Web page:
The firm said the Idaho National Laboratory (INL) is a lead candidate site, and also a center of research excellence for the integration of nuclear reactor systems into industrial heat applications and hybrid energy systems.
The company added in a statement to World Nuclear News that it is working with Idaho National Laboratory to develop one of several IMSR siting plans.
It is not clear whether Terrestrial Energy simply wants the infrastructure and security of the remote Idaho site or whether it would also want to partner with the DOE lab for technical collaboration to develop its reactor design.
So far the firm has raised about $20 million in Series A funding. Success with a DOE loan guarantee application would go a long way to securing funding to achieve its goal to design, license, and sell a first of a kind unit to a customer.
Locating at the INL would follow in the footsteps of NuScale which has partnered with its customer UAMPS to build a small modular reactor, using conventional light water reactor technology, at a site at the INL.
Officials at the INL declined to comment on both the statements in the company’s press release and the WNN report. Also, an executive from the company declined to make any statement beyond what is in the press release.
A search on Google produced this fact sheet by INL on the technology. A search of the INL web site using the term “molten salt” produced no results. However, as late as 2014 the INL was reported to have simulated the performance of molten salt inside a reactor vessel using high temperature steam and a molten salt bath.
Korean power firm KEPCO near joining UK nuclear plant project
(Reuters) State-controlled South Korean electric power utility KEPCO has plans to invest in a 10 billion-pound ($13 billion) project in Britain to construct a new nuclear power plant near Sellafield, northwest England, the Financial Times reported 9/12/16, citing sources close to the negotiations.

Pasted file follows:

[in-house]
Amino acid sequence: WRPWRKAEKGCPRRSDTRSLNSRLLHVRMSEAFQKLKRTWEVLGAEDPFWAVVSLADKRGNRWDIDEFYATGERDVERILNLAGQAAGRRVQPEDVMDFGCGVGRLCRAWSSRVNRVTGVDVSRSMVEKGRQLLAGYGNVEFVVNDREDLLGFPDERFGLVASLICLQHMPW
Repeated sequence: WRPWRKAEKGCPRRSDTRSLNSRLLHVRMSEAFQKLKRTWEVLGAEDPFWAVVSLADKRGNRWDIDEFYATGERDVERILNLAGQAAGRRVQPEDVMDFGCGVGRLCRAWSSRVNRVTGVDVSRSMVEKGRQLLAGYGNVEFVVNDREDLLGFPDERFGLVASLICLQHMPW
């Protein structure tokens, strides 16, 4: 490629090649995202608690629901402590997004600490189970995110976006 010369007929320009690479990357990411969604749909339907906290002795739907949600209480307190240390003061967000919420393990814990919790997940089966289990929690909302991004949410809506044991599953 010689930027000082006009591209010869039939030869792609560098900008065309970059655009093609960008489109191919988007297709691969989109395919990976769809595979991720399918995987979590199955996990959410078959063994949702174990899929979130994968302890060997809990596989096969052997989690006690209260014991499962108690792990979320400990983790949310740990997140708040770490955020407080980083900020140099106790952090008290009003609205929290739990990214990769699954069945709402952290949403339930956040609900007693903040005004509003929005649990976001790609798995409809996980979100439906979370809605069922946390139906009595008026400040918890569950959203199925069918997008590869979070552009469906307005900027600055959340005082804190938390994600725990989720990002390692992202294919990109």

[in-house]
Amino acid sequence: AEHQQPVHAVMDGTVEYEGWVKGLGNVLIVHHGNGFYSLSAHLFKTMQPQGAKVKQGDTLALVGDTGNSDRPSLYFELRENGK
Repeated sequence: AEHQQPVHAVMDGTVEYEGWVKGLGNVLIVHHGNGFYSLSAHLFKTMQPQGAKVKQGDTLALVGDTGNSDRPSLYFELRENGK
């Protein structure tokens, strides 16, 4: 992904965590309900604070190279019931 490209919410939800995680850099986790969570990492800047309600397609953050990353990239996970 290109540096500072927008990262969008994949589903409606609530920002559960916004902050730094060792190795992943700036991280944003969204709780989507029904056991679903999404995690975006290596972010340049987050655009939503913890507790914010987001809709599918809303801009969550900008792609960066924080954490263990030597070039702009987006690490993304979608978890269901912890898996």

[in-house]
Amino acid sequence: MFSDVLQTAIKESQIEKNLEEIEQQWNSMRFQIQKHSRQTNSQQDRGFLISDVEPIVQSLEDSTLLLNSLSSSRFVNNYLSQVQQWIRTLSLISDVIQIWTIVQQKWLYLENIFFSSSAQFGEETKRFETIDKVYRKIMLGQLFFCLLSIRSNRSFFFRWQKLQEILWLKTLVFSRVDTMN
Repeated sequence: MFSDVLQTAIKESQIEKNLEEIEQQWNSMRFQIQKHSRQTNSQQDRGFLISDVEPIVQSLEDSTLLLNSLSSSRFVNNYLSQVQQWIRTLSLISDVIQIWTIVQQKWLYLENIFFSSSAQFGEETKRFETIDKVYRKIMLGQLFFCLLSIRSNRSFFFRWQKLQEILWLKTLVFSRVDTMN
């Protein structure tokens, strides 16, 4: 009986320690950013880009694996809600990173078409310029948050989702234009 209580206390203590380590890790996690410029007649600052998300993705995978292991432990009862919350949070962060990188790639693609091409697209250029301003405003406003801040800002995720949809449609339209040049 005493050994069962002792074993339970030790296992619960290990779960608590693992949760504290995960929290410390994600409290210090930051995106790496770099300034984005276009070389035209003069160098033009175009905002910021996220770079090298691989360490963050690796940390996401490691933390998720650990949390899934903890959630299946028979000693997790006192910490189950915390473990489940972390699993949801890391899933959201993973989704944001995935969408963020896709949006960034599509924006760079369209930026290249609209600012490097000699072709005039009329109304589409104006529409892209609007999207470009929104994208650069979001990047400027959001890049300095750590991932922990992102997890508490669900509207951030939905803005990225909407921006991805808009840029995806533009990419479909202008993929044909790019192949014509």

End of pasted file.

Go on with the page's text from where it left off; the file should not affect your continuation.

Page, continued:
According to the Financial Times report the Korea Electric Power Corporation is considering taking an equity stake and a role in constructing the new Moorside Power Station.
NuGen, a joint venture between Toshiba and French utility company Engie, plans to build three 1150 MW AP1000 reactors at the Moorside site on the coast in Cumbria and expects electricity generation to start in 2025.
“We are looking for investors and are talking to a wide range of people,” said a spokesman for NuGen when contacted by Reuters, declining to comment on whether talks were taking place with KEPCO.
NuGen is expected to have a generating capacity of up to 3.8 gigawatts when all three reactors are completed, around 7 percent of Britain’s total electricity demand.
Russia’s BN-800 Completes 15 Day Trial Run
(Nuc Eng Intl) Russia’s BN-800 reactor at unit 4 of the Beloyarsk NPP, a sodium-cooled fast neutron reactor, completed 15-day integrated trials operating at 100% on 9/2/16.
The trials confirmed ability of the power unit “to bear load steadily at the nominal power level as per design parameters without departures”, a plant statement said.
It was the last stage of testing for the BN-800 equipment. The 789MWe Beloyarsk 4 was first connected to the grid on 12/10/15 and brought to the rated power for the first time in late May.
Kansai Electric Confirms Life Extension Work For Takahama Reactors
(NucNet): Kansai Electric Power Company has published details of work it will carry out to improve the safety of its Takahama-1 and -2 nuclear reactor units in Fukui prefecture, southwest Japan, in an effort to operate them for 60 years, the Japan Atomic Industrial Forum (Jaif) said.
In June 2015 the two units were approved to have their operating periods extended to 60 years, or two decades beyond the original 40 years. It was the first time that nuclear units in Japan had been granted such clearance.
However, various upgrades need to be carried out including installation of shielding for the upper parts of the containment vessels, replacement of refuelling water tanks, additional fire protection, relocation of the seawater intake facility for Unit 2 and replacement of central control panels.
The work is scheduled to be completed the work during the 2019 fiscal year, Jaif said. Both units are 780-MW pressurized water reactors. Takahama-1 began commercial operation in November 1974 and Takahama-2 in November 1975. They have been shut down since inspections in 2011 following the Fukushima-Daiichi accident.